Today, however, stubbornly high inflation has thrown a spoke in the wheel of the Fed’s policy response.  The market has lost confidence that the Fed will successfully tame high inflation without rapidly raising rates and potentially pushing the economy into recession.  Bringing inflation back under control is not an easy task for the Fed, which faces several challenges.  First, it must correctly assess what is causing inflation as today’s high inflation has been caused by both long-term, “sticky” factors and short-term “transitory” factors, and include an extremely tight labor market, pandemic-related supply chain disruptions, commodity price dislocations exacerbated by the invasion of the Ukraine by Russia, and a tight housing market.  The Fed must assess what ‘real’ long-term inflation is, after the transitory drivers fade, how long will that take, and how much and how rapidly rates should be increased in response.  Second, the Fed must withdraw liquidity from the markets and raise interest rates while not derailing economic growth.   Should the Fed slam on the brakes, or raise rates too high or too quickly, it runs the risk of causing a recession and at worst, stagflation, a combination of low or negative growth and inflation.   

Today’s markets are tricky as there is a wide range of potential outcomes.  We could have a scenario of stagflation or recession. Or, we could have a smooth glidepath scenario where the Fed is successful, rates continue to normalize and economic growth persists, potentially at a lower but still healthy rate.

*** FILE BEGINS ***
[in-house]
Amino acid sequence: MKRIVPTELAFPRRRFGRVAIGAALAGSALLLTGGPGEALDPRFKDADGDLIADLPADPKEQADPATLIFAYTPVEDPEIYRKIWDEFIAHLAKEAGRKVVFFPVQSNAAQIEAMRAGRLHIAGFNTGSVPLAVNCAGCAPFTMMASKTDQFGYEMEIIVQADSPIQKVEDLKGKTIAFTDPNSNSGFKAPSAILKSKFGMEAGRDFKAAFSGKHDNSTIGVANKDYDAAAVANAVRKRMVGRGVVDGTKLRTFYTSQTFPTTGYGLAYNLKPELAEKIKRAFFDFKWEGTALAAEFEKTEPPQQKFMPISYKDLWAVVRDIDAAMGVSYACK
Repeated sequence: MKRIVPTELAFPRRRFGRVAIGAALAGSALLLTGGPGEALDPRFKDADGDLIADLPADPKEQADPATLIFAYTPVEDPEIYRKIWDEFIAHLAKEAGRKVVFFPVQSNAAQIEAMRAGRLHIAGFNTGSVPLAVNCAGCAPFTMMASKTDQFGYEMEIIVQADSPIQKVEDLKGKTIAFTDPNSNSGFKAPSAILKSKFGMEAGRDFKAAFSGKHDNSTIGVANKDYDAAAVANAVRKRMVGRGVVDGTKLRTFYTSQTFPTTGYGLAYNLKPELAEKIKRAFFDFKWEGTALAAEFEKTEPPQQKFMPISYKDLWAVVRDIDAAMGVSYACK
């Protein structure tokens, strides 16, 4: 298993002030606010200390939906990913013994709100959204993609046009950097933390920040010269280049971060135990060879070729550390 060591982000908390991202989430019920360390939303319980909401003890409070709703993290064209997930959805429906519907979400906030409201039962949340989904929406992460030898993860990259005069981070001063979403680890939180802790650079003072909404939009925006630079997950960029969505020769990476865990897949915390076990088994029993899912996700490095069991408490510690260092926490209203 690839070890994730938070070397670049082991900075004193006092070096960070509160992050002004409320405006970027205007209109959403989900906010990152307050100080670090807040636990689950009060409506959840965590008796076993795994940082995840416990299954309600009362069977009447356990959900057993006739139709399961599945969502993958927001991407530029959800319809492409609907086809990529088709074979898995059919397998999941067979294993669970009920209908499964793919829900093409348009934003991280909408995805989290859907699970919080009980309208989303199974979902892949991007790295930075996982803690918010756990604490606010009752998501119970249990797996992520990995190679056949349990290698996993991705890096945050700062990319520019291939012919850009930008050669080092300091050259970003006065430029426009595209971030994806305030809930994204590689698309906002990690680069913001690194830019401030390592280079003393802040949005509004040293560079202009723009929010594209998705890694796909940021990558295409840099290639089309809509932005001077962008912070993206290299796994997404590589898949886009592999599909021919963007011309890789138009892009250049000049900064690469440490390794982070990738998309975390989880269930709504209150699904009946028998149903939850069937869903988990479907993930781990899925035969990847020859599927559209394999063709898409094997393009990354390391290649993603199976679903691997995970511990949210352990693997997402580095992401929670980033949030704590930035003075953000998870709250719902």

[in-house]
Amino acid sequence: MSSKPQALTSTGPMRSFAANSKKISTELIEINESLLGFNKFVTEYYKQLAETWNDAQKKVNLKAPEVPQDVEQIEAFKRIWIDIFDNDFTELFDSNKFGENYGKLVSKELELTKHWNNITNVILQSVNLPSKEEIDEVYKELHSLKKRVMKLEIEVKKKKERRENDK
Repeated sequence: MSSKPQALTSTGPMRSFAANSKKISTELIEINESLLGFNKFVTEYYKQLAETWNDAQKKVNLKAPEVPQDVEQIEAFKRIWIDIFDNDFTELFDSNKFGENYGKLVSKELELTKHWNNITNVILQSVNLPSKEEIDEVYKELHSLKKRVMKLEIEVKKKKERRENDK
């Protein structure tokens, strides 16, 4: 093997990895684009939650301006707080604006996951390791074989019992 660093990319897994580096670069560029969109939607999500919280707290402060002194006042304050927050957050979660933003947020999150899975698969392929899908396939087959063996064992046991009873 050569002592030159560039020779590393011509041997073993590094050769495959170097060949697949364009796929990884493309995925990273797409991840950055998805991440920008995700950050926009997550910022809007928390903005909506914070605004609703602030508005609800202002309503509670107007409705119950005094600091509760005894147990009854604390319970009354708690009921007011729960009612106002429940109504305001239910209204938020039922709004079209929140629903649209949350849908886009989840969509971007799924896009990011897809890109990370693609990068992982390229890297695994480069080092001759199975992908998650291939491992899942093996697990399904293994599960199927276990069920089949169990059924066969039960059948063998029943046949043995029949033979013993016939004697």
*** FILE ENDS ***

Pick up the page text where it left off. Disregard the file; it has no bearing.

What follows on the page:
Either way, rates are likely to rise, which has ripple effects throughout the economy.  As mortgage rates rise, the housing market can slow.  As cost of capital for companies increases (i.e., what they’re able to borrow for), debt-funded growth will slow.  Highly leveraged companies with floating rate debt can run into trouble if they’re not able to pay interest on their loans.  Consumers may face higher rates on credit cards, auto loans and other forms of consumer finance.   When the discount rate rises, which is the rate used by market analysts to discount a company’s future cash flows, a company’s cash flows are worth less, which is driving the contraction in the equity markets.  Companies with expectations of cash flows way into the future, for example riskier tech companies with no current earnings, have been especially hard-hit, as they’re worth much less as discount rates adjust upwards.  The era of easy returns and the buy-anything-and-make-money era in the stock market, which we’ve been a beneficiary of for over a decade, is likely over. As well, investor funds which were shifted to equities given the extremely low fixed income returns are shifting back, putting further pressure on near-term equity market returns. However, rising rates are not all bad.  We’ve been in an environment of artificially low rates, which has distorted price signals, incented risk-taking and has had the potential to create asset bubbles.   Rising rates are a positive for those needing income, including retirees, as returns on bonds and cash increase and normalize.  As well, the equity returns can be positive in rate-hike cycles (chart below).

Source: Focuspoint Solutions

As with navigating rapids, the key in roller coasters is to hang on.  Volatile markets can be great sources of investment opportunity.   Enjoy your summer!

This publication is for informational purposes only and is not intended as tax, accounting or legal advice, as an offer or solicitation of an offer to buy or sell, or as an endorsement of any company, security, fund, or other securities or non-securities offering. This publication should not be relied upon as the sole factor in an investment making decision.

Past performance is no indication of future results. Investment in securities involves significant risk and has the potential for partial or complete loss of funds invested. One cannot invest directly in an index. Index is unmanaged and index performance does not reflect deduction of fees, expenses, or taxes.


0 %